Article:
Monday, September 12, 2011

Maybe tee ball coaches have it right when they say everyone's a winner.

Reblogged from Rewriting Herstory:
“You’re not obligated to win. You’re obligated to keep trying to do the best you can every day.” - Marian Wright Edelman
Most people are taught that winning is everything. If you are not the best, didn’t get the highest grade, or came in 2nd or 3rd in some competition, people will entertain the idea that you did your best, but it often comes with some tone of disappointment. We often feel some kind of way about falling short of our goal, which is fine. Although it’s important to want the best for ourselves, we do ourselves a disservice if wanting the best comes at the expense of not recognizing and appreciating the preparation, dedication, and skill it took to even attempt our goal.
Doing our best is all we can ask of ourselves. Sometimes we win as a result, sometimes we fall short. I’ve been known to beat myself over things that I can no longer change. I’m learning to take a step back, assess the situation, and ask myself if I did all I could do. If the answer is yes, disappointment may linger, but it doesn’t weigh me down as much. If you put in the necessary time and energy toward the task, you’ve probably done all there was to be done. Be proud of that. Winning is nice, but it isn’t everything. Plus, there are lots of lessons to be learned from falling short.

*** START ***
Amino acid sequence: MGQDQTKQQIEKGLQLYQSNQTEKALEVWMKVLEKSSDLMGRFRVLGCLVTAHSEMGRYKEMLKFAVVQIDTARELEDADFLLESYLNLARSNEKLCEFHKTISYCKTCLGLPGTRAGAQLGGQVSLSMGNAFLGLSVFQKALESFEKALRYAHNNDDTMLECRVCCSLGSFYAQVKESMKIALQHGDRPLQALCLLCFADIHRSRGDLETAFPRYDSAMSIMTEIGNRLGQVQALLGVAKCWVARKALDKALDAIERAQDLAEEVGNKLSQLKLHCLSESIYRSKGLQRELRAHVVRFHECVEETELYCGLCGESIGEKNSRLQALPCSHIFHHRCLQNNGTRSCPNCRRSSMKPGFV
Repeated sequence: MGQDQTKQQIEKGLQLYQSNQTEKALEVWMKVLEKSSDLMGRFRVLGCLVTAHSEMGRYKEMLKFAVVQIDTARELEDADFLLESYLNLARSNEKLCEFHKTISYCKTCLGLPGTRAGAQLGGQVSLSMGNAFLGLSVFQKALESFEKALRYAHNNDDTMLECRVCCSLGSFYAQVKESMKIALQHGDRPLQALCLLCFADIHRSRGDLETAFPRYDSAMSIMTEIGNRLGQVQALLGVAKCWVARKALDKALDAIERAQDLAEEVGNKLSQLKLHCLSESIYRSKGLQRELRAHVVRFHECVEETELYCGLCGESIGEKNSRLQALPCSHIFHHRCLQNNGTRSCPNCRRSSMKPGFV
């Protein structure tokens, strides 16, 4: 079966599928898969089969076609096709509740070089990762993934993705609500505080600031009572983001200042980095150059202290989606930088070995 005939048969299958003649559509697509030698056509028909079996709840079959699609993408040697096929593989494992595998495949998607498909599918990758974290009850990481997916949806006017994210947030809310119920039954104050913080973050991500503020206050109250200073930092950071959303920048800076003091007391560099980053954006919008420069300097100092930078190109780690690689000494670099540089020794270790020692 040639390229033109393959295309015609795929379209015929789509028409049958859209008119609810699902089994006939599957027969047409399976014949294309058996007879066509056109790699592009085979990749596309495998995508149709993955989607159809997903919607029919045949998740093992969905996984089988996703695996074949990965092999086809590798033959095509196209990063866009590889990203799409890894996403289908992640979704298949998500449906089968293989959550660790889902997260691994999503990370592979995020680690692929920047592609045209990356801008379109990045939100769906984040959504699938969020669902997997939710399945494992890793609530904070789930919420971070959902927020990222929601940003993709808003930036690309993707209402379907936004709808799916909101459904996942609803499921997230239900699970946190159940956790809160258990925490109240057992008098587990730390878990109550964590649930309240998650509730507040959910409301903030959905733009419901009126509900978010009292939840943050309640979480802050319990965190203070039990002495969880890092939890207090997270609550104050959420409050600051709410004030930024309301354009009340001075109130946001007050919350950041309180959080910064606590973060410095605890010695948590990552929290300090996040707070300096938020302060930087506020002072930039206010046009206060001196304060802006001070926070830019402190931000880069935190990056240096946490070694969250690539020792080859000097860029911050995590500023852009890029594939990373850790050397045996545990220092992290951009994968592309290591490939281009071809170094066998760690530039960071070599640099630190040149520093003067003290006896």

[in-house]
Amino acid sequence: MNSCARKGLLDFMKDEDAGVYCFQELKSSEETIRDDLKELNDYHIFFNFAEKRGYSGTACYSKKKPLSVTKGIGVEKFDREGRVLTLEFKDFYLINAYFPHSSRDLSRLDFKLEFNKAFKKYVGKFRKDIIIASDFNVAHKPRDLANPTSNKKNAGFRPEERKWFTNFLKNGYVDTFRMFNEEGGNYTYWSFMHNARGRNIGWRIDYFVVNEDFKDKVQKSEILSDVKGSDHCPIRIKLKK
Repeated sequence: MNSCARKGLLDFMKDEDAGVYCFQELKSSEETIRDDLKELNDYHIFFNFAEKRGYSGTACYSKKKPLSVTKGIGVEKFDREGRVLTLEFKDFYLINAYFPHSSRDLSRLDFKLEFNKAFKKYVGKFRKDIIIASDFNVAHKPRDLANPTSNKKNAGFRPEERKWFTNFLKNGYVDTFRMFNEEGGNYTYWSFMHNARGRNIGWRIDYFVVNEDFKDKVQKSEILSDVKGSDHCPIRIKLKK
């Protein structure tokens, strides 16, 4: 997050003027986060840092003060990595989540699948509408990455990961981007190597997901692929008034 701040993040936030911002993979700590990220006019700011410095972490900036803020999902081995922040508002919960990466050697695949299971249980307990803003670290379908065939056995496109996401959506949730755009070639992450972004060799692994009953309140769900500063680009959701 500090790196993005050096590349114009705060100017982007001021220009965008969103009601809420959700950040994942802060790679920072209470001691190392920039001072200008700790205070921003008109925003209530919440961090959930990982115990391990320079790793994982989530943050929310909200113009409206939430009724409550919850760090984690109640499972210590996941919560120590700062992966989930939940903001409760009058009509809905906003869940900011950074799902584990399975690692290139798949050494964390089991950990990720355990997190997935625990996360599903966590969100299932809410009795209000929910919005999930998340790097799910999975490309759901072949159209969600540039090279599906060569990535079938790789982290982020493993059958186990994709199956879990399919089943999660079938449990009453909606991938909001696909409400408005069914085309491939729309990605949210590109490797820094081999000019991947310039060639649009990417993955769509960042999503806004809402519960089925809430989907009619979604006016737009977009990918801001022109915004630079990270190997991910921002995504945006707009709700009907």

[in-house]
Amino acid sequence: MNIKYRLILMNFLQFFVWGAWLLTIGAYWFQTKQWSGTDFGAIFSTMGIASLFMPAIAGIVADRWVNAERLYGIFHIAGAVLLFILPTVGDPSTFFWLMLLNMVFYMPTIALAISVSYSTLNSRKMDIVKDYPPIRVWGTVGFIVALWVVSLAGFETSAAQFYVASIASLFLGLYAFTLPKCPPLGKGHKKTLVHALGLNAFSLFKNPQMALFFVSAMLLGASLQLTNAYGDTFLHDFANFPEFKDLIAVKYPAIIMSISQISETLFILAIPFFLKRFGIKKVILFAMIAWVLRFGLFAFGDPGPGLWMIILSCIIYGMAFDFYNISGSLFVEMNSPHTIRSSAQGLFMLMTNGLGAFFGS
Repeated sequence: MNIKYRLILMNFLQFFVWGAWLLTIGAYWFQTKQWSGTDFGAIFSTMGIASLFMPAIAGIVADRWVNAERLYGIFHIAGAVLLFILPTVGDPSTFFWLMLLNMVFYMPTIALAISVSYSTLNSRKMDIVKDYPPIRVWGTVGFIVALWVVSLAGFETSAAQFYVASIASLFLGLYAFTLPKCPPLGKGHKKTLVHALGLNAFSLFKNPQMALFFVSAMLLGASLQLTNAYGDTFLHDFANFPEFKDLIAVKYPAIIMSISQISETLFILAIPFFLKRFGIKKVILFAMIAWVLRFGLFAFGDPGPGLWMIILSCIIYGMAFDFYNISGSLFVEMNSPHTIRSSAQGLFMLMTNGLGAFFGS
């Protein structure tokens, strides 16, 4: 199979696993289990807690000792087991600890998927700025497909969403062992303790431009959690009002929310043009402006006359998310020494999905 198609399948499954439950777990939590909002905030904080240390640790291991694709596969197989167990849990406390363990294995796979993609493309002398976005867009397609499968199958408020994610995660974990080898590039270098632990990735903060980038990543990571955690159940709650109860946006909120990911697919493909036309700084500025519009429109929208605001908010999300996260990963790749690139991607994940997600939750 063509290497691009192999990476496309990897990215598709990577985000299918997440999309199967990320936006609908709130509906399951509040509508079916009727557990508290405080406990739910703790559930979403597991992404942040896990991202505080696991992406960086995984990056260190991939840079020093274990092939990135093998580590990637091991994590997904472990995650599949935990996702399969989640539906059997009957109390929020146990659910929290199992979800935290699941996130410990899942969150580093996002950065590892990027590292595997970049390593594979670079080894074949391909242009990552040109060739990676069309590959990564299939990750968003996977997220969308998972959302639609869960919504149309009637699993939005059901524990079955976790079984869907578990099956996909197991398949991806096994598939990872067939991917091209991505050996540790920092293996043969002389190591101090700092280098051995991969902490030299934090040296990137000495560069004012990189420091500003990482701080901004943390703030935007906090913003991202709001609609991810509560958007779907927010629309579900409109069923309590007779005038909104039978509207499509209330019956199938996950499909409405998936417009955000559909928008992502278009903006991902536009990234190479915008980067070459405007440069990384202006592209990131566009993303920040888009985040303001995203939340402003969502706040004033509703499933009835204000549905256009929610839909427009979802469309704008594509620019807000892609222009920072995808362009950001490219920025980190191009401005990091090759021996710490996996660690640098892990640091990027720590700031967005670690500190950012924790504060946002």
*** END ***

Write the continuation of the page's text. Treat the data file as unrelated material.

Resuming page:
This right here is why I shouldn't be afraid of new or difficult things, or of things that I don't believe "come naturally" to me. This right here is why I shouldn't be afraid to try. To try takes all kinds of courage, you know? And courage is some good shit.

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